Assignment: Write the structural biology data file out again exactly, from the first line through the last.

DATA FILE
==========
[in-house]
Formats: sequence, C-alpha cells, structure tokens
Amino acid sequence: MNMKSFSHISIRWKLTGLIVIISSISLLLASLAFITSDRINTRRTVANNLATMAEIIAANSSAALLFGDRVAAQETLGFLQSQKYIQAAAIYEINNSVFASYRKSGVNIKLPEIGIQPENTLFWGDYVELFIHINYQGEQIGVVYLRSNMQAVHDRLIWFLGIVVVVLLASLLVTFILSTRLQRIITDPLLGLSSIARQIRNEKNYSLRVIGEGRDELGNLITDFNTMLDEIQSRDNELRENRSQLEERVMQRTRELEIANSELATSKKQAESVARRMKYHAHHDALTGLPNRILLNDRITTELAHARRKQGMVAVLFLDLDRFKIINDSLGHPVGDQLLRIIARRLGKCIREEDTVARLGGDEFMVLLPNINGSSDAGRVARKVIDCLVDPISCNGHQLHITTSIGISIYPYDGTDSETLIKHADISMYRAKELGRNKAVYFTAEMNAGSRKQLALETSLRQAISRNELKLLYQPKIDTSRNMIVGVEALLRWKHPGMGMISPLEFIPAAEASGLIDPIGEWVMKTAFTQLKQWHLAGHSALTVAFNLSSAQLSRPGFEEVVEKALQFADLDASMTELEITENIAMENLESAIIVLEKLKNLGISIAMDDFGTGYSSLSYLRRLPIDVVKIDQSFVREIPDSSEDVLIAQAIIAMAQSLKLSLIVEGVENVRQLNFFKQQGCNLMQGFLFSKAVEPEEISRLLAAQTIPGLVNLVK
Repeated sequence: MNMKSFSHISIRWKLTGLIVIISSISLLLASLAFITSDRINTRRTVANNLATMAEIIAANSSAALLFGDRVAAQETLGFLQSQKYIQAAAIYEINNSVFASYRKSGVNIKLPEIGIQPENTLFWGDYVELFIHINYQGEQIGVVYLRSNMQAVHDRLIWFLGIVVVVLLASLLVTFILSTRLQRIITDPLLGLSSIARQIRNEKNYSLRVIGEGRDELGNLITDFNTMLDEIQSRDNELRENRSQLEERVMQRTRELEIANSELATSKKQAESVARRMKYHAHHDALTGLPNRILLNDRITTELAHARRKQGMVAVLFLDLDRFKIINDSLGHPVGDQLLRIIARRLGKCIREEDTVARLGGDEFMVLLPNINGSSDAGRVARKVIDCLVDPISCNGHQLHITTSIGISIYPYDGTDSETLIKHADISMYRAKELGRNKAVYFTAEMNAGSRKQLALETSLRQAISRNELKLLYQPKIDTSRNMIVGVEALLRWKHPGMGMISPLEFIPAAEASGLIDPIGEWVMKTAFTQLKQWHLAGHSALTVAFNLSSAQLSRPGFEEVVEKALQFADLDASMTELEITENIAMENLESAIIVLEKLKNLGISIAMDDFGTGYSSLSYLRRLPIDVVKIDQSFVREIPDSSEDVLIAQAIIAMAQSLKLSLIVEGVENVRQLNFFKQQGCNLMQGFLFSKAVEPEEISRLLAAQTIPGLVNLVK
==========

[in-house]
Formats: sequence, C-alpha cells, structure tokens
Amino acid sequence: MNMKSFSHISIRWKLTGLIVIISSISLLLASLAFITSDRINTRRTVANNLATMAEIIAANSSAALLFGDRVAAQETLGFLQSQKYIQAAAIYEINNSVFASYRKSGVNIKLPEIGIQPENTLFWGDYVELFIHINYQGEQIGVVYLRSNMQAVHDRLIWFLGIVVVVLLASLLVTFILSTRLQRIITDPLLGLSSIARQIRNEKNYSLRVIGEGRDELGNLITDFNTMLDEIQSRDNELRENRSQLEERVMQRTRELEIANSELATSKKQAESVARRMKYHAHHDALTGLPNRILLNDRITTELAHARRKQGMVAVLFLDLDRFKIINDSLGHPVGDQLLRIIARRLGKCIREEDTVARLGGDEFMVLLPNINGSSDAGRVARKVIDCLVDPISCNGHQLHITTSIGISIYPYDGTDSETLIKHADISMYRAKELGRNKAVYFTAEMNAGSRKQLALETSLRQAISRNELKLLYQPKIDTSRNMIVGVEALLRWKHPGMGMISPLEFIPAAEASGLIDPIGEWVMKTAFTQLKQWHLAGHSALTVAFNLSSAQLSRPGFEEVVEKALQFADLDASMTELEITENIAMENLESAIIVLEKLKNLGISIAMDDFGTGYSSLSYLRRLPIDVVKIDQSFVREIPDSSEDVLIAQAIIAMAQSLKLSLIVEGVENVRQLNFFKQQGCNLMQGFLFSKAVEPEEISRLLAAQTIPGLVNLVK
Repeated sequence: MNMKSFSHISIRWKLTGLIVIISSISLLLASLAFITSDRINTRRTVANNLATMAEIIAANSSAALLFGDRVAAQETLGFLQSQKYIQAAAIYEINNSVFASYRKSGVNIKLPEIGIQPENTLFWGDYVELFIHINYQGEQIGVVYLRSNMQAVHDRLIWFLGIVVVVLLASLLVTFILSTRLQRIITDPLLGLSSIARQIRNEKNYSLRVIGEGRDELGNLITDFNTMLDEIQSRDNELRENRSQLEERVMQRTRELEIANSELATSKKQAESVARRMKYHAHHDALTGLPNRILLNDRITTELAHARRKQGMVAVLFLDLDRFKIINDSLGHPVGDQLLRIIARRLGKCIREEDTVARLGGDEFMVLLPNINGSSDAGRVARKVIDCLVDPISCNGHQLHITTSIGISIYPYDGTDSETLIKHADISMYRAKELGRNKAVYFTAEMNAGSRKQLALETSLRQAISRNELKLLYQPKIDTSRNMIVGVEALLRWKHPGMGMISPLEFIPAAEASGLIDPIGEWVMKTAFTQLKQWHLAGHSALTVAFNLSSAQLSRPGFEEVVEKALQFADLDASMTELEITENIAMENLESAIIVLEKLKNLGISIAMDDFGTGYSSLSYLRRLPIDVVKIDQSFVREIPDSSEDVLIAQAIIAMAQSLKLSLIVEGVENVRQLNFFKQQGCNLMQGFLFSKAVEPEEISRLLAAQTIPGLVNLVK